Hudi maintains a timeline. Instant integrates actions initiated at a specific time to the table and the states of the table. An Instant can be understood as a data version. The action includes Commit, Rollback, and Clean. Their atomicity is guaranteed by Hudi. Therefore, the instant in Hudi is similar to the transactions and versions in the database. In the figure, we use Start Transaction, Write Data, and Commit, which are similar to database transactions, to express the execution process of an instant. In the instant, some actions have the following meanings.

  • Commit: Writing records to the dataset atomically
  • Rollback: Rollback when failing to commit, and the dirty files generated in the write will be deleted.
  • Clean: Delete old versions and files that are no longer needed in the dataset.

There are three states of the instant:

  1. Requested: The operation has been scheduled but not executed, which can be interpreted as Start Transaction.
  2. Inflight: Operation in progress, which can be interpreted as Write Data
  3. Completed: The operation is completed, which can be understood as Commit.

The time, action, and state of the instant are all described in the metadata file. The following figure shows two successive instants on the timeline. The metadata file in the .hoodie directory of Instant 1 indicates that the start time is 2022-10-17 16:05:00, the action is Commit, and the 20221017160500.commit file indicates that the commit is completed. The parquet data file corresponding to the instant is displayed in the partition directory of the table. On the other hand, Instant 2 happens the next day, and the action is executed but not yet committed.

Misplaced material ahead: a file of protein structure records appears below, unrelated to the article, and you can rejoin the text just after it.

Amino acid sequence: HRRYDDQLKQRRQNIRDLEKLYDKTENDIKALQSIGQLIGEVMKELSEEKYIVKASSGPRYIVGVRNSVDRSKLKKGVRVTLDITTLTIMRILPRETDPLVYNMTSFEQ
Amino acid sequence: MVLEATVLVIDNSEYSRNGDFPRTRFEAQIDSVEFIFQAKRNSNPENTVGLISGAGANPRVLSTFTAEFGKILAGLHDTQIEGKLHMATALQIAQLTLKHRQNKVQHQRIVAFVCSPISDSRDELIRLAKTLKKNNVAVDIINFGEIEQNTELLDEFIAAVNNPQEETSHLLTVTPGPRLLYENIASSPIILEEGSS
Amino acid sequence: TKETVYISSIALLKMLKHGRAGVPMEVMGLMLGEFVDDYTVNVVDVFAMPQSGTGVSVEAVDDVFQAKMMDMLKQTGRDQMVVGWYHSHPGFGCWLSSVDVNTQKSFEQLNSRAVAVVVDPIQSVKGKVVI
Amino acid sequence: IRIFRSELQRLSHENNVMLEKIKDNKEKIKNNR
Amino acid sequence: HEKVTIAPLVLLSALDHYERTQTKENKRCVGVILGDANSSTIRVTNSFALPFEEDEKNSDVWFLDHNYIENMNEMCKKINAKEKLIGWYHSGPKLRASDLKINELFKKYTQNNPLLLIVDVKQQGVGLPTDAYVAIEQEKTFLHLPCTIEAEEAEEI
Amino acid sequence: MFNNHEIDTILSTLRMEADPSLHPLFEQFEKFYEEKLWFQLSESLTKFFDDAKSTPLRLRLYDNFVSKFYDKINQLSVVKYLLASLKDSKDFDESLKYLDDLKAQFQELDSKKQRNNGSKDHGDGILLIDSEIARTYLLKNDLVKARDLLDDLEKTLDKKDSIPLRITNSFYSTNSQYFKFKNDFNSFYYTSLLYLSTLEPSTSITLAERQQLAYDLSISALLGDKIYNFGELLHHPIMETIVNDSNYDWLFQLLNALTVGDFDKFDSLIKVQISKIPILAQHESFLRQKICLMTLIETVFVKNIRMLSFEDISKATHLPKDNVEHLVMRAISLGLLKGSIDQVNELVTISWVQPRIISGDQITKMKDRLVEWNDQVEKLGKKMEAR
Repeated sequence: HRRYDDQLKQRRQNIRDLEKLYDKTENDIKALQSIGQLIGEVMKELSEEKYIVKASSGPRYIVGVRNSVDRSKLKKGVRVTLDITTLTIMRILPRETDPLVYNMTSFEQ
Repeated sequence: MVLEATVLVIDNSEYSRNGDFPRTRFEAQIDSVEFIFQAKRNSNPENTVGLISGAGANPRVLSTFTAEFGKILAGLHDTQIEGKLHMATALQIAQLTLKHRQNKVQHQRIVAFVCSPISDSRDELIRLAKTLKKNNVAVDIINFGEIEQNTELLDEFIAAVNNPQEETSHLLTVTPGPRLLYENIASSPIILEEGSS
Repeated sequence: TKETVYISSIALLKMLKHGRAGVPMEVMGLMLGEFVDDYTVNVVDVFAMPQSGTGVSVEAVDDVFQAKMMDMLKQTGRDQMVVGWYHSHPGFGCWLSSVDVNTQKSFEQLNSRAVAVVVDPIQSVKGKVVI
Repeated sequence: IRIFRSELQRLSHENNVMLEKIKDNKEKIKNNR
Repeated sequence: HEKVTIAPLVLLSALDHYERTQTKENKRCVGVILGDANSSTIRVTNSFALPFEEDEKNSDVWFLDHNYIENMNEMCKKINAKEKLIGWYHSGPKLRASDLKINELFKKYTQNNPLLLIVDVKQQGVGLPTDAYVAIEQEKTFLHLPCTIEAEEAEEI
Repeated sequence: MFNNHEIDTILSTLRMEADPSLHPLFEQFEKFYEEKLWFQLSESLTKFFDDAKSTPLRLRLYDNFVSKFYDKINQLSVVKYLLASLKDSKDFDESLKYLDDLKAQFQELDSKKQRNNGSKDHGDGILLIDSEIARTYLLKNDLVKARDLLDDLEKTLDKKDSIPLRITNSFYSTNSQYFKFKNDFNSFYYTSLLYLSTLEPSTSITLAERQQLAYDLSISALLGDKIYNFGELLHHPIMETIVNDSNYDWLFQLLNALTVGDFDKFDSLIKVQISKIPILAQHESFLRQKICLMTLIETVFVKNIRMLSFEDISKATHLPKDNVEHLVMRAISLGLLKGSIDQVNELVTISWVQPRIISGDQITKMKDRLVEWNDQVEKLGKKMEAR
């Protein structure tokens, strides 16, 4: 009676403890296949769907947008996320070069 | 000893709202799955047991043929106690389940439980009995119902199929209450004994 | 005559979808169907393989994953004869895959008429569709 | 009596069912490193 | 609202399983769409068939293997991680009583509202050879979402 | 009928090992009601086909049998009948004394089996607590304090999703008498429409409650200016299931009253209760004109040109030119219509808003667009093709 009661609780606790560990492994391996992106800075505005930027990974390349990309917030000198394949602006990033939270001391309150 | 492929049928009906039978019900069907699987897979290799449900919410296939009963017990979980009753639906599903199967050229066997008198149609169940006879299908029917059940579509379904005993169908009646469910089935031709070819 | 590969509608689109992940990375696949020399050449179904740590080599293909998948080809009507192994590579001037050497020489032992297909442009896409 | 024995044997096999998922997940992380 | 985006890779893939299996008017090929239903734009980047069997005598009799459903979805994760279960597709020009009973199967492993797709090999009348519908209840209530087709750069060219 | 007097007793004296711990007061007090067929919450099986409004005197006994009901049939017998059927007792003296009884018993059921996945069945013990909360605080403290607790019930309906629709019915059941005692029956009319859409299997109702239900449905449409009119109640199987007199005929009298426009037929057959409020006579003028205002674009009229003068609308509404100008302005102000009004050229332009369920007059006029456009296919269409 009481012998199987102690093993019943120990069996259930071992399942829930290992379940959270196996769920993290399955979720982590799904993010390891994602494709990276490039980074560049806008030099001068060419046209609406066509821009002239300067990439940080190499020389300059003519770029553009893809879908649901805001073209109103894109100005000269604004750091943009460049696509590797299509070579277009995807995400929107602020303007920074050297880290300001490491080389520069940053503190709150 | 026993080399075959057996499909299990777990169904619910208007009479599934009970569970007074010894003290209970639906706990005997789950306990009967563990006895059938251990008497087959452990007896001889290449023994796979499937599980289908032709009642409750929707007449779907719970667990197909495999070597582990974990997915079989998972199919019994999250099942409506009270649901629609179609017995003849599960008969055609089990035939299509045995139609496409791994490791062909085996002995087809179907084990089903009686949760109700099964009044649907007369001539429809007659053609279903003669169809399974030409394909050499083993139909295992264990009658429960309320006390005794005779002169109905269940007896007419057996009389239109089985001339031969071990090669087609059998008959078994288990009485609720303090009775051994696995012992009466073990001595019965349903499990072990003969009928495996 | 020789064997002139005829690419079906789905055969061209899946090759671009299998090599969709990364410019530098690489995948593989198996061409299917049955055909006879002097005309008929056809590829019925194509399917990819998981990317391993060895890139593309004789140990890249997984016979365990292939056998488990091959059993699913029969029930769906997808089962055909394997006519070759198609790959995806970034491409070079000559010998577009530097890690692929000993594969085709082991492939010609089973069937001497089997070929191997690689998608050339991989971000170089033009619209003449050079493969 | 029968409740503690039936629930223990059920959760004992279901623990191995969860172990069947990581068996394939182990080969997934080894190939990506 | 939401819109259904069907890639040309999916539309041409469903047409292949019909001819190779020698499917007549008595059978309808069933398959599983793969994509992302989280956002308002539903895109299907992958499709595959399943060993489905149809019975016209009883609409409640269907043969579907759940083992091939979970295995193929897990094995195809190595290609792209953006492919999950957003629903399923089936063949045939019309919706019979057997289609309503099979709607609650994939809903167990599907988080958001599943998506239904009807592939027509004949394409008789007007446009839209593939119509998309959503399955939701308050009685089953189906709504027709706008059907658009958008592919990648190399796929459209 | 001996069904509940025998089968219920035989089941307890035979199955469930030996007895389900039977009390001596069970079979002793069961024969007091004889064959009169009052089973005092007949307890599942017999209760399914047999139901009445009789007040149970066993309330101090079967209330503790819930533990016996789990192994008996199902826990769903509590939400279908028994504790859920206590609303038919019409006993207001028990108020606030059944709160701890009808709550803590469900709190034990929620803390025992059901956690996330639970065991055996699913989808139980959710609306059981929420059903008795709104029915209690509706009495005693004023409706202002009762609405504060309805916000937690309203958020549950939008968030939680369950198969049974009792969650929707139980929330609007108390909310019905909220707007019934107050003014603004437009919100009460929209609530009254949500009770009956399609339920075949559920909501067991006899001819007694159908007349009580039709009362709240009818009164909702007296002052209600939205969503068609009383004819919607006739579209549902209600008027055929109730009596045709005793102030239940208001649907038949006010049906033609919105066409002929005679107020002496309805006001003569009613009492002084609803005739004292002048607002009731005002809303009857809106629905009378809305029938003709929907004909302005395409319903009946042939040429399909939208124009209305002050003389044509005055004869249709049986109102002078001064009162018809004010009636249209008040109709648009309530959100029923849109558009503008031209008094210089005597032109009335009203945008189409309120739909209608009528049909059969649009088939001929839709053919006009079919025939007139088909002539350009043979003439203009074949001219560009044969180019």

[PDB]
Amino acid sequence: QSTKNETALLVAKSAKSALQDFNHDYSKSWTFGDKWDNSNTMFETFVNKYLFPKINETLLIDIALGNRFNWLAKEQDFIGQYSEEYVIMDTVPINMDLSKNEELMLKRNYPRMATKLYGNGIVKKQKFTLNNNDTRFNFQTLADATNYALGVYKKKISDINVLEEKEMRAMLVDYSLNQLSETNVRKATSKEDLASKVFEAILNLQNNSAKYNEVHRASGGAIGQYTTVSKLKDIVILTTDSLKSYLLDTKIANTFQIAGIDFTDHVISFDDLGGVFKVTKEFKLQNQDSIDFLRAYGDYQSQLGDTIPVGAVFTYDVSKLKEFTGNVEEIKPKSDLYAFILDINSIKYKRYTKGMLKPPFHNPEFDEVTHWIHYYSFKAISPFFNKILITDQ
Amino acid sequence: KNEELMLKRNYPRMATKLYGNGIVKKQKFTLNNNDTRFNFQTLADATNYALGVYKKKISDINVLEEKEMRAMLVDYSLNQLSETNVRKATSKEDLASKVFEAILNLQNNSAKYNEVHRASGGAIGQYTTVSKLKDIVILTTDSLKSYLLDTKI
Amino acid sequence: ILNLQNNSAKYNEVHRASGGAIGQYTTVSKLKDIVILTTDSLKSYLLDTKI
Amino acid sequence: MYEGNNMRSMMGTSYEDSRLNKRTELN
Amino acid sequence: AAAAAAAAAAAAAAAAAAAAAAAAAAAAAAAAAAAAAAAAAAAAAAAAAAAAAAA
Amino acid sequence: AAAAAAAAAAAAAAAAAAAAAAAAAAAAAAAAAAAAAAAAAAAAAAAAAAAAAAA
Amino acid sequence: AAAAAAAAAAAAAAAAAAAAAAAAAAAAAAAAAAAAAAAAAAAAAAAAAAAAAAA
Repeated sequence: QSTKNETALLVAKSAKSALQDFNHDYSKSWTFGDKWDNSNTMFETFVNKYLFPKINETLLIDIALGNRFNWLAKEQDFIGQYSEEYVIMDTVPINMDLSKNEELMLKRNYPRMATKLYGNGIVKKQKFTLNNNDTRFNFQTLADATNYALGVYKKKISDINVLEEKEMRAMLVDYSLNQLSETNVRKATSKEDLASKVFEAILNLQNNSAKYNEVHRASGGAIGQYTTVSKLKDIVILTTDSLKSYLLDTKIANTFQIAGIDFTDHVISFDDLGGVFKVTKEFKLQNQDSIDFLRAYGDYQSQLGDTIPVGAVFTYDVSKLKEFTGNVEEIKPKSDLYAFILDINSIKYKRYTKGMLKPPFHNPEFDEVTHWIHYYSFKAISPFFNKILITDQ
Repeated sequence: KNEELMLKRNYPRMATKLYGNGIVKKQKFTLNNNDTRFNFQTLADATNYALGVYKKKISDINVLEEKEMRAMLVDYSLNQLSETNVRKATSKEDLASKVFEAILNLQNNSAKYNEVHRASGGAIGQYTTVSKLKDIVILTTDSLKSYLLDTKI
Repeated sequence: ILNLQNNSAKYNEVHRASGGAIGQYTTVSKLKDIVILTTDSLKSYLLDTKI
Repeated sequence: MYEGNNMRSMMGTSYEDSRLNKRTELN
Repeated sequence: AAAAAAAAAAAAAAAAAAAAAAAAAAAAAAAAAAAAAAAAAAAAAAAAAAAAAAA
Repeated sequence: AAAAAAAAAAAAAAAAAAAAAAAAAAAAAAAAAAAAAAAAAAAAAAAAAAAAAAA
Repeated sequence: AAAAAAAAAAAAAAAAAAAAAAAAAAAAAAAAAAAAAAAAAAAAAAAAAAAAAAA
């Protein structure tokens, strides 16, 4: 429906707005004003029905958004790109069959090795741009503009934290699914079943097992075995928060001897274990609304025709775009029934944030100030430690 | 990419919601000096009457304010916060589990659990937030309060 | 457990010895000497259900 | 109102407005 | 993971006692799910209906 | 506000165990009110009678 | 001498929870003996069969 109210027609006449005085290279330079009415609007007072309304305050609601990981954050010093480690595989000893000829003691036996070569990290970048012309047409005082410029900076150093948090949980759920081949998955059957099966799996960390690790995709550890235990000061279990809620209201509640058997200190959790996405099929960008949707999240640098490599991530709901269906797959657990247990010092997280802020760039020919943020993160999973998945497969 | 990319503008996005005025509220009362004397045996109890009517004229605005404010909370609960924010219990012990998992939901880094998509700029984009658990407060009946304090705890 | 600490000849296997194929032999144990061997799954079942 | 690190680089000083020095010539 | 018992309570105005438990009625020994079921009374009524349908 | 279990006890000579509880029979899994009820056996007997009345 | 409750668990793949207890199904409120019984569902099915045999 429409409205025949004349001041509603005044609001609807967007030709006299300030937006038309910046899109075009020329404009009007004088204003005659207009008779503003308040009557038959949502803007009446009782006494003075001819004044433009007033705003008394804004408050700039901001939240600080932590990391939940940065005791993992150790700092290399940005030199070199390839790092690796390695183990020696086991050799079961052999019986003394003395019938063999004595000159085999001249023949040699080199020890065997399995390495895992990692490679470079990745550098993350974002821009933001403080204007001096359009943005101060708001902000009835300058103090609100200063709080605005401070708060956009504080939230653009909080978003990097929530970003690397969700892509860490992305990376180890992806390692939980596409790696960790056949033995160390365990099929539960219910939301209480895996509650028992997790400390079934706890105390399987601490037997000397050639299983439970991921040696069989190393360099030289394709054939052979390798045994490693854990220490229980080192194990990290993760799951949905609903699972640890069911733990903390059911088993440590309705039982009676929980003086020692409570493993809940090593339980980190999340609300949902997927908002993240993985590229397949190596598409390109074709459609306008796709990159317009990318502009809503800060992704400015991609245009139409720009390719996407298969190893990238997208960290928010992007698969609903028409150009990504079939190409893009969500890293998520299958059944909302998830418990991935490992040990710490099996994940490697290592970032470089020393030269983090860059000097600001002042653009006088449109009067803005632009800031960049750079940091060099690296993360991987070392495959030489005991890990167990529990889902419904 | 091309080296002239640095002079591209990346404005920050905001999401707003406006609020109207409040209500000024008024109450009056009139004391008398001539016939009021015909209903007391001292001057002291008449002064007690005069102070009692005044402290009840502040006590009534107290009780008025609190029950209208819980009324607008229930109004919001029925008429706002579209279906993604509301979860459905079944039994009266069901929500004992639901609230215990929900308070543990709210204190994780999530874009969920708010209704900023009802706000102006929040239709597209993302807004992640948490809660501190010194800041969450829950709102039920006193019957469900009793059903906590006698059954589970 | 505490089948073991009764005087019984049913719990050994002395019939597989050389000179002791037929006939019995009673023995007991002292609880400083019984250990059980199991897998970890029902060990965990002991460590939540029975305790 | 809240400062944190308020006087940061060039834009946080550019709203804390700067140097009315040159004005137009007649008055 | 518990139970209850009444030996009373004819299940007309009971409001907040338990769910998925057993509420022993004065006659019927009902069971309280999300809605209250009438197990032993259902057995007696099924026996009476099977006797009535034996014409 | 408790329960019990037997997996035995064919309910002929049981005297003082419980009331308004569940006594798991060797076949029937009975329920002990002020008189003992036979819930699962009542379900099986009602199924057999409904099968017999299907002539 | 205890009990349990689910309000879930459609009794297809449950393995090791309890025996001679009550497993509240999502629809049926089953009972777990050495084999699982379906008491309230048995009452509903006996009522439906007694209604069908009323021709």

Submission Process of Hudi

The process can be understood in the following figure. Hudi has two types of roles. The coordinator is responsible for initiating the instant and committing, and the worker is responsible for writing data.


  1. When a transaction is started, the coordinator allocates an instant and passes it to all workers.
  2. The worker starts to write data.
  3. When starting committing, the coordinator sends Commit to each worker. After receiving the Commit command, all workers flush data to persistent storage and report the status to the coordinator. The coordinator confirms that each worker has committed and then writes the commit file in the .hoodie directory to complete the global committing.

3.2.2 Two-Phase Commit of Flink + Hudi